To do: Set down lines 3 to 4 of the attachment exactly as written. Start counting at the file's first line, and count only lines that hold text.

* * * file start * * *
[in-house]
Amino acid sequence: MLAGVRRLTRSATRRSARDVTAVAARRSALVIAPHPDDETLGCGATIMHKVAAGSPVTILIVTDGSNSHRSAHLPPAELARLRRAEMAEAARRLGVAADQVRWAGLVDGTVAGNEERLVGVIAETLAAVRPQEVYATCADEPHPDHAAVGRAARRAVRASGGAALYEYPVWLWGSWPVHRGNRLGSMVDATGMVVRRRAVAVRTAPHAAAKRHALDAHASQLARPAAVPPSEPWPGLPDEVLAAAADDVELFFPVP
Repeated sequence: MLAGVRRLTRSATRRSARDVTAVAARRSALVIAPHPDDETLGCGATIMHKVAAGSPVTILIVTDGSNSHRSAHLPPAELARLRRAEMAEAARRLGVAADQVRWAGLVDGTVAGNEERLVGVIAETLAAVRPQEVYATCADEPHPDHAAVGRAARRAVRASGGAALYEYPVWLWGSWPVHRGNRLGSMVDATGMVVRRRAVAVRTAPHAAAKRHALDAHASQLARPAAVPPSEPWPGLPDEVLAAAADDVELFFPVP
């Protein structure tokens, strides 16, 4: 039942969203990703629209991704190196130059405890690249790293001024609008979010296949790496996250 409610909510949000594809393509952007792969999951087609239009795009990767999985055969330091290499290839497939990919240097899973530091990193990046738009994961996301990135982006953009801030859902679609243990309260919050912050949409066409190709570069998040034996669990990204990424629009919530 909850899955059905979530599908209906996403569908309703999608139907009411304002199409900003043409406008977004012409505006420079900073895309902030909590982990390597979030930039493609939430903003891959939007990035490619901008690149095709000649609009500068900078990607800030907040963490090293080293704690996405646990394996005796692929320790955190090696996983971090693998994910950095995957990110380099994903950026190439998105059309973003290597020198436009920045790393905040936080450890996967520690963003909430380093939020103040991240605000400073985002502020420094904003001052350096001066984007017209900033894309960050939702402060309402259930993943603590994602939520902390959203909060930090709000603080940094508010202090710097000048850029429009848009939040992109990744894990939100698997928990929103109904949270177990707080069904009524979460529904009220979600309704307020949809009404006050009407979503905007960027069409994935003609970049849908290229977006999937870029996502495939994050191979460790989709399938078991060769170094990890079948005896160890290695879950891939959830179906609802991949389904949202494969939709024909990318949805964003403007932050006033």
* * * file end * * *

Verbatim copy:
Repeated sequence: MLAGVRRLTRSATRRSARDVTAVAARRSALVIAPHPDDETLGCGATIMHKVAAGSPVTILIVTDGSNSHRSAHLPPAELARLRRAEMAEAARRLGVAADQVRWAGLVDGTVAGNEERLVGVIAETLAAVRPQEVYATCADEPHPDHAAVGRAARRAVRASGGAALYEYPVWLWGSWPVHRGNRLGSMVDATGMVVRRRAVAVRTAPHAAAKRHALDAHASQLARPAAVPPSEPWPGLPDEVLAAAADDVELFFPVP
């Protein structure tokens, strides 16, 4: 039942969203990703629209991704190196130059405890690249790293001024609008979010296949790496996250 409610909510949000594809393509952007792969999951087609239009795009990767999985055969330091290499290839497939990919240097899973530091990193990046738009994961996301990135982006953009801030859902679609243990309260919050912050949409066409190709570069998040034996669990990204990424629009919530 909850899955059905979530599908209906996403569908309703999608139907009411304002199409900003043409406008977004012409505006420079900073895309902030909590982990390597979030930039493609939430903003891959939007990035490619901008690149095709000649609009500068900078990607800030907040963490090293080293704690996405646990394996005796692929320790955190090696996983971090693998994910950095995957990110380099994903950026190439998105059309973003290597020198436009920045790393905040936080450890996967520690963003909430380093939020103040991240605000400073985002502020420094904003001052350096001066984007017209900033894309960050939702402060309402259930993943603590994602939520902390959203909060930090709000603080940094508010202090710097000048850029429009848009939040992109990744894990939100698997928990929103109904949270177990707080069904009524979460529904009220979600309704307020949809009404006050009407979503905007960027069409994935003609970049849908290229977006999937870029996502495939994050191979460790989709399938078991060769170094990890079948005896160890290695879950891939959830179906609802991949389904949202494969939709024909990318949805964003403007932050006033």